Cover of the 1992 first-edition paperback
|Cover artist||Robert Grace|
|Publication date||February 1992|
|Media type||Print (paperback)|
|Pages||256pp (first edition)|
|Preceded by||Phule's Company|
|Followed by||A Phule and His Money|
Phule's Paradise is the second novel of the comic military science fiction Phule's Company series by Robert Asprin. The book, first published by Ace Books in February 1992, follows Willard J. Phule and his misfit company as they defend a casino on a space station against the local organized crime baron. The book reached the New York Times Best Seller list in 1992.
The book begins when Phule and his "Omega Mob" receive orders to report to the space station Lorelei, a resort space station home of many casinos. The "Omega Mob" is contracted to defend the Fat Chance Casino from take over by organized Crime. Phule splits 50 of the troops from the company, giving them permission to operate under cover in order to gain intelligence on the crime syndicate. He supplements the lost legionnaires with actors and trains the whole unit, actors and legionnaires, in Casino security. Upon their arrival they learn that the Crime boss, Maxine, has partial ownership in the Casino and plans to bankrupt the Casino in order to gain a controlling interest. With this intelligence, Phule is able to thwart all of the schemes developed by Maxine thanks to his prior knowledge.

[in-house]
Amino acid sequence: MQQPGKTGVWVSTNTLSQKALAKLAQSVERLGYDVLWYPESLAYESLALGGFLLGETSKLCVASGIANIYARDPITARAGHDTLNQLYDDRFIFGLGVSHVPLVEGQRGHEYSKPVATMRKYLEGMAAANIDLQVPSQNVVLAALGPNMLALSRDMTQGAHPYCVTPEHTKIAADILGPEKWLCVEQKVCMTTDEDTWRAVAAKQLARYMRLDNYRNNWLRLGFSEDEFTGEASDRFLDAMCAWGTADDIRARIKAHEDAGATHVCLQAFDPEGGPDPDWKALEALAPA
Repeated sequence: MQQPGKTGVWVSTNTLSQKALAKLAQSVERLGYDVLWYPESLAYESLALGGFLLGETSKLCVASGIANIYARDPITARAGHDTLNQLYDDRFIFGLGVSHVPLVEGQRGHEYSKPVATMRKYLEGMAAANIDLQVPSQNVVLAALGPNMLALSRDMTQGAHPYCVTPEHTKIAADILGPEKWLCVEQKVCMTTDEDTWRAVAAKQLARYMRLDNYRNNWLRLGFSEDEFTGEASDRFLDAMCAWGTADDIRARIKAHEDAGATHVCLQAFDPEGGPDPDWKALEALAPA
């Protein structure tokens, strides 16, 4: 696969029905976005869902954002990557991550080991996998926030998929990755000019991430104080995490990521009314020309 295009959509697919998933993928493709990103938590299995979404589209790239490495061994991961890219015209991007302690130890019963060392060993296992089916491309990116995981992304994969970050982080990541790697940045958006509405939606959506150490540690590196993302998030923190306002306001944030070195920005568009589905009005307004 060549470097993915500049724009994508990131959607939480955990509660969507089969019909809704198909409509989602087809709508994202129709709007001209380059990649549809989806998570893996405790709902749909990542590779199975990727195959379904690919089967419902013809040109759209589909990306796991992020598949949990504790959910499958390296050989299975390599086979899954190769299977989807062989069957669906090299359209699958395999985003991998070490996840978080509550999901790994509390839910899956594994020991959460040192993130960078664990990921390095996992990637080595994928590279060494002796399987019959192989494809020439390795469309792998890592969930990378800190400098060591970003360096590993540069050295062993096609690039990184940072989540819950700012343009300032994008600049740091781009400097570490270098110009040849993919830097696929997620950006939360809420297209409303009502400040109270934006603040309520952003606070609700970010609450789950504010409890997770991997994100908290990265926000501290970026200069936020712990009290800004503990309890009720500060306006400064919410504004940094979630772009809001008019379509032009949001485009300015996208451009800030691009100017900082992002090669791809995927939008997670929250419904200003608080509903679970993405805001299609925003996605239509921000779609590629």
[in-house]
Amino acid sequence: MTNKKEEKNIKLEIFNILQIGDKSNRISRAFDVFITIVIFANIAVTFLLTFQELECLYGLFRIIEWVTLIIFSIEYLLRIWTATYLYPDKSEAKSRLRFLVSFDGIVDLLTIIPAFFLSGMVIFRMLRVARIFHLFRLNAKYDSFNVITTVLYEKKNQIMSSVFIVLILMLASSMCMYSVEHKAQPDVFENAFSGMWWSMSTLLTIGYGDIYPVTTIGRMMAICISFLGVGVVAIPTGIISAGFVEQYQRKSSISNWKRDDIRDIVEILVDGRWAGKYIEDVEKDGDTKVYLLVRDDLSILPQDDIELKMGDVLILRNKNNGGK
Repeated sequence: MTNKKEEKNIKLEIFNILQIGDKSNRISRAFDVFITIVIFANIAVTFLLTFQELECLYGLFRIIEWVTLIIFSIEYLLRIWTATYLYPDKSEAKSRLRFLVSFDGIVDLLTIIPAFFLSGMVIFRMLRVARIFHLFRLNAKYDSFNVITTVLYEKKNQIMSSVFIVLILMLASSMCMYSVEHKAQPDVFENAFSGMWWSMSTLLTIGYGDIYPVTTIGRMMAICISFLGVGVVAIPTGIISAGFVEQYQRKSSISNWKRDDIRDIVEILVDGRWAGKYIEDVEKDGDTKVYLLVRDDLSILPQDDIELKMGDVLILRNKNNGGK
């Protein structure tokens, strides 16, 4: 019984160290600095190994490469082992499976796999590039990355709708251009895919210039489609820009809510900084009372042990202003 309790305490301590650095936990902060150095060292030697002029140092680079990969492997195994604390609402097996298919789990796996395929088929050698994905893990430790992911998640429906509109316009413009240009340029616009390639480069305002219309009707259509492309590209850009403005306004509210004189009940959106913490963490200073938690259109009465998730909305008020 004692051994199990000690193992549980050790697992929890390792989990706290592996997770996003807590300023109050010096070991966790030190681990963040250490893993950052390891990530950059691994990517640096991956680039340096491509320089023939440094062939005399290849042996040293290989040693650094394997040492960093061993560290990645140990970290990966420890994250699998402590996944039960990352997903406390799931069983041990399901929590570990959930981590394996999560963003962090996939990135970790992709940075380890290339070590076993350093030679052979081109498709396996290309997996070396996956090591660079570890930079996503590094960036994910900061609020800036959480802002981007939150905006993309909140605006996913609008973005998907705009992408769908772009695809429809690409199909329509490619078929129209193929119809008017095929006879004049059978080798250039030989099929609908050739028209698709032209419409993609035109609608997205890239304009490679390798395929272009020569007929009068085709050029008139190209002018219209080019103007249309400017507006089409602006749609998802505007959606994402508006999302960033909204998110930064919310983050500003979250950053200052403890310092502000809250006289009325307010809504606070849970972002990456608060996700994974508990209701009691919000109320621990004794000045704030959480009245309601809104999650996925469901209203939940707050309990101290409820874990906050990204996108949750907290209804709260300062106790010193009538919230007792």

In retaliation, Maxine's thugs attack two of the actors. However, upon noticing the thug's leader's possession of the company's distinctive wrist communicators, Chocolate Harry, the company's supply sergeant, retrieves the communicators and beats up the leader. Frustrated with all the failed actions, Maxine resorts to her backup plan: kidnap Phule and ransom him. The resourceful Omega mob foils the kidnapping, rescuing Phule and forcing Maxine to hand over her share of the Casino to the company.
Though Phule's Paradise did reach the New York Times Best Seller list, there were few published reviews of the book. David Hart from SFReader.com thought the book was really a "missed opportunity" telling readers not to "look for hidden depths", instead pointing out that the book is "light and readable" for relaxation.